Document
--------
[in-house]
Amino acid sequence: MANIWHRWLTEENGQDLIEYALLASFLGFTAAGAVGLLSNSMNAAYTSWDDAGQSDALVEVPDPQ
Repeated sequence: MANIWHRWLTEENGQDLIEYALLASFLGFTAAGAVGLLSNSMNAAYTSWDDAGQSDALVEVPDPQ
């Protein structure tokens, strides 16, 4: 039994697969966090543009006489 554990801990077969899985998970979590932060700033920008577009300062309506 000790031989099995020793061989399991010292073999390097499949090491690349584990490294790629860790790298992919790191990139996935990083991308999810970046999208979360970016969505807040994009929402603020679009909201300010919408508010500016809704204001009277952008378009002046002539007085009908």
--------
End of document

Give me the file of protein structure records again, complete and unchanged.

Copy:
[in-house]
Amino acid sequence: MANIWHRWLTEENGQDLIEYALLASFLGFTAAGAVGLLSNSMNAAYTSWDDAGQSDALVEVPDPQ
Repeated sequence: MANIWHRWLTEENGQDLIEYALLASFLGFTAAGAVGLLSNSMNAAYTSWDDAGQSDALVEVPDPQ
């Protein structure tokens, strides 16, 4: 039994697969966090543009006489 554990801990077969899985998970979590932060700033920008577009300062309506 000790031989099995020793061989399991010292073999390097499949090491690349584990490294790629860790790298992919790191990139996935990083991308999810970046999208979360970016969505807040994009929402603020679009909201300010919408508010500016809704204001009277952008378009002046002539007085009908």